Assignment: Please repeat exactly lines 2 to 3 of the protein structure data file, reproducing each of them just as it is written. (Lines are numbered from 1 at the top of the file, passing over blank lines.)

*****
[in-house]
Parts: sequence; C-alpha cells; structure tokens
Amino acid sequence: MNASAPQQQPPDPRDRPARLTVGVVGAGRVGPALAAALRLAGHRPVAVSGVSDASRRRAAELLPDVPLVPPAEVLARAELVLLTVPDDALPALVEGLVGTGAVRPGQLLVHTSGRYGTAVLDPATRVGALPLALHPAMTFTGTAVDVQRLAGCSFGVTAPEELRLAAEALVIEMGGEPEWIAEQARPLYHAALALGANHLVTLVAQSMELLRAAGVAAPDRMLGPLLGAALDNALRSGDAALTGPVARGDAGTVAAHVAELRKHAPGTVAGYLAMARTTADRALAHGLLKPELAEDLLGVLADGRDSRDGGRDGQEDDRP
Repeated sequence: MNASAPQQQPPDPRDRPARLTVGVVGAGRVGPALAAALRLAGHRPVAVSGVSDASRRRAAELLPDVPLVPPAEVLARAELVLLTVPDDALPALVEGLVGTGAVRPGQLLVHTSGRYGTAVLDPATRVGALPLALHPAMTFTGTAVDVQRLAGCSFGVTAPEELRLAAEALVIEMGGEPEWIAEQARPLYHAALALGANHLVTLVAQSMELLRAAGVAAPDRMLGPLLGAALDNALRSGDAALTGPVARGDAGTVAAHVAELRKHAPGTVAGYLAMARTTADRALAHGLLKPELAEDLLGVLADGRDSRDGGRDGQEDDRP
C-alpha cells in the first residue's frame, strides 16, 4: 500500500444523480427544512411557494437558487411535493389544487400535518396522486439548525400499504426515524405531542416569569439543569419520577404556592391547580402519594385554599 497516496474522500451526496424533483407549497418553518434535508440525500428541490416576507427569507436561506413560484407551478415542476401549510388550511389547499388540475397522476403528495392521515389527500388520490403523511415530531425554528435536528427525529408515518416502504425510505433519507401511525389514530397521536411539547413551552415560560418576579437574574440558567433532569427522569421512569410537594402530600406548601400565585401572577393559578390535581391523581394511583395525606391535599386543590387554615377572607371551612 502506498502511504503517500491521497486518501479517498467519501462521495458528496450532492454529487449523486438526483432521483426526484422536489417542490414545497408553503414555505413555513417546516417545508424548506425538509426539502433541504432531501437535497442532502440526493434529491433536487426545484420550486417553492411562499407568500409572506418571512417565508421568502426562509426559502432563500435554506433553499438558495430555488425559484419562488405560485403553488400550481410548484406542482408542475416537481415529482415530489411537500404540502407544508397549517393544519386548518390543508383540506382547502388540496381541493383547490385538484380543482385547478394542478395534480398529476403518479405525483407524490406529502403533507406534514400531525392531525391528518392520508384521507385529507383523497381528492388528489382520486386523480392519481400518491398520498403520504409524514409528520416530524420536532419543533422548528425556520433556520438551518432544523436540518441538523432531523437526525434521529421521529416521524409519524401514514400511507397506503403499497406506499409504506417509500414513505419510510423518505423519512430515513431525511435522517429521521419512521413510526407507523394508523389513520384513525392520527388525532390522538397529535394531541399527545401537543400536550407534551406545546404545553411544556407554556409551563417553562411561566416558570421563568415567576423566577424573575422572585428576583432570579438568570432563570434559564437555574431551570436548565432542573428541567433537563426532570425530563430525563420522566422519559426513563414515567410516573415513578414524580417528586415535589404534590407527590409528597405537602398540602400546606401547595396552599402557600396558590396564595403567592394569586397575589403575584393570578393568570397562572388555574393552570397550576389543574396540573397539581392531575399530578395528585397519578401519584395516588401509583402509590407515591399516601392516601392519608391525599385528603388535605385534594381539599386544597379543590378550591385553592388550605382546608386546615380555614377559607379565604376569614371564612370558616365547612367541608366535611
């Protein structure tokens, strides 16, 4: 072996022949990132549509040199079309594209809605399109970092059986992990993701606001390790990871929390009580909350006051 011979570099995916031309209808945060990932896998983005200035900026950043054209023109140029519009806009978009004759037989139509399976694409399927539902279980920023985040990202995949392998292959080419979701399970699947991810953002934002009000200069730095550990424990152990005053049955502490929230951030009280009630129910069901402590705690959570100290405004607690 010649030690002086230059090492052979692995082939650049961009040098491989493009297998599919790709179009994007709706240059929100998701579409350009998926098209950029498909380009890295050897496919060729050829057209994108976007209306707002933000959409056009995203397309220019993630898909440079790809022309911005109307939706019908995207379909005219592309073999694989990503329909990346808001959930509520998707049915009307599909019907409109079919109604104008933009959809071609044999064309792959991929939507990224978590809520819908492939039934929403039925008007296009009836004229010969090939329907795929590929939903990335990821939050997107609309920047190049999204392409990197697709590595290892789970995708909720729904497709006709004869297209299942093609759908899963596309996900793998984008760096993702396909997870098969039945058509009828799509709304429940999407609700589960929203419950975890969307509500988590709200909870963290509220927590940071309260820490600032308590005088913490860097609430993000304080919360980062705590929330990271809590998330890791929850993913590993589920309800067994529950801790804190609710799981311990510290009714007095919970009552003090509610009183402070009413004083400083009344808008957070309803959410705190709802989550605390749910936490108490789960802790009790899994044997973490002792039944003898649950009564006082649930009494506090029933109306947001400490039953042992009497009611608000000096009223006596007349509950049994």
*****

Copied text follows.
Parts: sequence; C-alpha cells; structure tokens
Amino acid sequence: MNASAPQQQPPDPRDRPARLTVGVVGAGRVGPALAAALRLAGHRPVAVSGVSDASRRRAAELLPDVPLVPPAEVLARAELVLLTVPDDALPALVEGLVGTGAVRPGQLLVHTSGRYGTAVLDPATRVGALPLALHPAMTFTGTAVDVQRLAGCSFGVTAPEELRLAAEALVIEMGGEPEWIAEQARPLYHAALALGANHLVTLVAQSMELLRAAGVAAPDRMLGPLLGAALDNALRSGDAALTGPVARGDAGTVAAHVAELRKHAPGTVAGYLAMARTTADRALAHGLLKPELAEDLLGVLADGRDSRDGGRDGQEDDRP